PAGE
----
• Drill type (eg core, reverse circulation, open-hole hammer, rotary air blast, auger, Bangka, sonic, etc) and details (eg core diameter, triple or standard tube, depth of diamond tails, face-sampling bit or other type, whether core is oriented and if so, by what method, etc).
  • RC holes were completed with a 5 inch face sampling hammer.
Drill sample recovery  
  • Method of recording and assessing core and chip sample recoveries and results assessed.
  • Measures taken to maximise sample recovery and ensure representative nature of the samples.
  • Whether a relationship exists between sample recovery and grade and whether sample bias may have occurred due to preferential loss/gain of fine/coarse material.
  • RC total sample was collected before any preparation.
  • There is no information on whether or not there is a relationship between sample recovery and grade.
  • Whether core and chip samples have been geologically and geotechnically logged to a level of detail to support appropriate Mineral Resource estimation, mining studies and metallurgical studies.
  • Whether logging is qualitative or quantitative in nature. Core (or costean, channel, etc) photography.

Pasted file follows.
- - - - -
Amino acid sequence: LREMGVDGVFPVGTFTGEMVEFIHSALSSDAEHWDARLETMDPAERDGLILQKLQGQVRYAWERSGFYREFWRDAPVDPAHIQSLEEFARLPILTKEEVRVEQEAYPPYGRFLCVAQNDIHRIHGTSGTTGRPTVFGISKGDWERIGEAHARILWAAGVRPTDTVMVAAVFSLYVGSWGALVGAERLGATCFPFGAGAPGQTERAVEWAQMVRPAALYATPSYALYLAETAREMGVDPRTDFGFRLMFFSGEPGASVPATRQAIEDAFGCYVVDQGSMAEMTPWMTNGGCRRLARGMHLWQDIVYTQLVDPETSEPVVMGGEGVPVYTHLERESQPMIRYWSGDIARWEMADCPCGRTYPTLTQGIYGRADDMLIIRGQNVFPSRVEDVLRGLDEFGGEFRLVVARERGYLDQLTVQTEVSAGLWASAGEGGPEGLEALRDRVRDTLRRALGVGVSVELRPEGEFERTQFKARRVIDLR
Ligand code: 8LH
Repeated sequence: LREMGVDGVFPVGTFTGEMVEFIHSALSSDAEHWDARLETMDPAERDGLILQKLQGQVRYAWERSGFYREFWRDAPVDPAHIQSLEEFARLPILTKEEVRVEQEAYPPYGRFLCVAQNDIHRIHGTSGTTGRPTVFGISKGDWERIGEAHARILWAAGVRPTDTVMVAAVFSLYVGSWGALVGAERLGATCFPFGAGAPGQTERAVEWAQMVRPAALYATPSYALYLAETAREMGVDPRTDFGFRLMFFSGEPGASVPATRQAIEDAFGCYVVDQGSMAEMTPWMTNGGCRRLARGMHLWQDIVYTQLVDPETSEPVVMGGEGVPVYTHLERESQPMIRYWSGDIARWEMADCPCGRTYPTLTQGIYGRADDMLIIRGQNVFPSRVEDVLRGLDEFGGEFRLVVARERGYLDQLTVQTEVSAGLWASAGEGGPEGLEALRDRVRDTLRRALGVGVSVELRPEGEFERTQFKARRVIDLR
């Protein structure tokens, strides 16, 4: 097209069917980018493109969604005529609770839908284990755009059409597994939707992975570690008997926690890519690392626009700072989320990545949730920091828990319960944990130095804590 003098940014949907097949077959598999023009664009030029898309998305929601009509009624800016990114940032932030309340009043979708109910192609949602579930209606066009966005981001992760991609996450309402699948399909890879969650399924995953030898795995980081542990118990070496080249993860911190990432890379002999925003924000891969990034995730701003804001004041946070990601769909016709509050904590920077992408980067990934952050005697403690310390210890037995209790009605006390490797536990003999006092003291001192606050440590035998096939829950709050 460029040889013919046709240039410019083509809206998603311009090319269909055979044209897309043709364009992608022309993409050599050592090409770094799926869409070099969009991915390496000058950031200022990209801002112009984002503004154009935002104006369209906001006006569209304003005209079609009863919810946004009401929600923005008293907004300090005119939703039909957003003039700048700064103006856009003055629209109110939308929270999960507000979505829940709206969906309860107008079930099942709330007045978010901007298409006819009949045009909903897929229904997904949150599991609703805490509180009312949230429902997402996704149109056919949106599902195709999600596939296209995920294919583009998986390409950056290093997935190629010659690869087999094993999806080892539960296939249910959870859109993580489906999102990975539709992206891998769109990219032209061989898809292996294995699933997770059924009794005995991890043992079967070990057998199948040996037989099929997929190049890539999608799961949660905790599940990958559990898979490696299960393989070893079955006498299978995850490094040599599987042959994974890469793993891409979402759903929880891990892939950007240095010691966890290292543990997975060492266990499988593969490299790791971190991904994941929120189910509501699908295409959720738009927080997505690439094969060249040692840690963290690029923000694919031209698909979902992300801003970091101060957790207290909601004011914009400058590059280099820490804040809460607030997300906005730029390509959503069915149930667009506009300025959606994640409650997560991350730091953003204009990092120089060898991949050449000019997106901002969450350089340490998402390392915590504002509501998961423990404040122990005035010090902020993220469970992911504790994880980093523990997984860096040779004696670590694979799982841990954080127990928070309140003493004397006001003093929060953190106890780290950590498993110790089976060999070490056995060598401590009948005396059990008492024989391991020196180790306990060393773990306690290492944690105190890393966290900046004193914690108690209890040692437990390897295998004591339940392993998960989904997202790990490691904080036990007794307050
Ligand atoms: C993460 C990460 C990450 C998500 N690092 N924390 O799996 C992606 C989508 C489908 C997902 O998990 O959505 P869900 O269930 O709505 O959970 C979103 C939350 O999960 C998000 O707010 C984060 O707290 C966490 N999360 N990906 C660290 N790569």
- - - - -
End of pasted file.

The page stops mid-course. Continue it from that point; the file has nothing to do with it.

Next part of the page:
• The total length and percentage of the relevant intersections logged.
  • Each 1m chip sample was systematically logged.
  • Samples have not been photographed as yet.
Sub-sampling techniques and sample preparation  
  • If core, whether cut or sawn and whether quarter, half or all core taken.
  • If non-core, whether riffled, tube sampled, rotary split, etc and whether sampled wet or dry.
  • For all sample types, the nature, quality and appropriateness of the sample preparation technique.
  • Quality control procedures adopted for all sub-sampling stages to maximise representivity of samples.
  • Measures taken to ensure that the sampling is representative of the in situ material collected, including for instance results for field duplicate/second-half sampling.
  • Whether sample sizes are appropriate to the grain size of the material being sampled.
  • RC samples were split using a 3 stage Jones riffle splitter in order to obtain a 4-5 kg sub-sample. Where samples were wet, a tube was used to collect as good a sample as possible.
  • Nearly all samples were collected dry. Very few samples were wet.
  • The Bendigo sample preparation facility was inspected by Ivor Jones during a 2017 site visit and found to be suitable for purpose.